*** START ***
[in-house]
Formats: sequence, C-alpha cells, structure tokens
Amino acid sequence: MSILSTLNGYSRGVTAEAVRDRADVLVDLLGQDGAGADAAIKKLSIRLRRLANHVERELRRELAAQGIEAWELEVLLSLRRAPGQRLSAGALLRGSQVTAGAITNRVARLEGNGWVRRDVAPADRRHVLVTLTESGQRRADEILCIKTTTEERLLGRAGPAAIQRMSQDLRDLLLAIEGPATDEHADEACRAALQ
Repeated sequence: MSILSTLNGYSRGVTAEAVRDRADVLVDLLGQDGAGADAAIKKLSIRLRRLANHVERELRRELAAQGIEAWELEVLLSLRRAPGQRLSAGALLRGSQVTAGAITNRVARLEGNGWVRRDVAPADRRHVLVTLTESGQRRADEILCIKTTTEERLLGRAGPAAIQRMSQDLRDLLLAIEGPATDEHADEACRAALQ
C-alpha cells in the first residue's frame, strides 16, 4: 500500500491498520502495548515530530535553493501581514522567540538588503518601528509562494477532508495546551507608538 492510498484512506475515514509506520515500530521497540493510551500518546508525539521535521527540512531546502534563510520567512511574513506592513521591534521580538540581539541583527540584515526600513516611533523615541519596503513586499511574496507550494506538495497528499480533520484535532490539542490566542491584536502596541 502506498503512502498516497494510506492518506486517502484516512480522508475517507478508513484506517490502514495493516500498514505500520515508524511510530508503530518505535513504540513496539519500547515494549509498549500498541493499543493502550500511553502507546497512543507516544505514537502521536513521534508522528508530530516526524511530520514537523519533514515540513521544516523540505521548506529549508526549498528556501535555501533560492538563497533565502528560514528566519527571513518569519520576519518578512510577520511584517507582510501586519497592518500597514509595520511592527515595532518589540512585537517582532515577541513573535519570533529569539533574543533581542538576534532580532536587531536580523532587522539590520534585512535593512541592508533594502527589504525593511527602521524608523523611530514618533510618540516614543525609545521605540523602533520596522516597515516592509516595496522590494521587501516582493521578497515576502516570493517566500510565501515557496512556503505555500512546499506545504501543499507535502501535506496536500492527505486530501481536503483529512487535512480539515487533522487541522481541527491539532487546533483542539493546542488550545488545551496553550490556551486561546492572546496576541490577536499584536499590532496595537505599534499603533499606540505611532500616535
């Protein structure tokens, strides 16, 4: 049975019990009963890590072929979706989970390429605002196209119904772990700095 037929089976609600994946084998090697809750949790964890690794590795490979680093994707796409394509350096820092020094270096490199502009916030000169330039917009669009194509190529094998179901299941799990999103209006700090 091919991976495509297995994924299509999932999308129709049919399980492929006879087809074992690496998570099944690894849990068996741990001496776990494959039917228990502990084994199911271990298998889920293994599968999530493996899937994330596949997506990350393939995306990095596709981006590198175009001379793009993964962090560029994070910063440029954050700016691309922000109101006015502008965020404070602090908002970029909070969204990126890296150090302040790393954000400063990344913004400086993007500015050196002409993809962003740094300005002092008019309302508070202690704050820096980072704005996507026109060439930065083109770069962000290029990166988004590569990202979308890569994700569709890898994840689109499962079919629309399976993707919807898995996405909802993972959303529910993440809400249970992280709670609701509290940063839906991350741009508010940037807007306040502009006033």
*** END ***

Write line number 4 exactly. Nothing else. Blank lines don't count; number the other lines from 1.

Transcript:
Repeated sequence: MSILSTLNGYSRGVTAEAVRDRADVLVDLLGQDGAGADAAIKKLSIRLRRLANHVERELRRELAAQGIEAWELEVLLSLRRAPGQRLSAGALLRGSQVTAGAITNRVARLEGNGWVRRDVAPADRRHVLVTLTESGQRRADEILCIKTTTEERLLGRAGPAAIQRMSQDLRDLLLAIEGPATDEHADEACRAALQ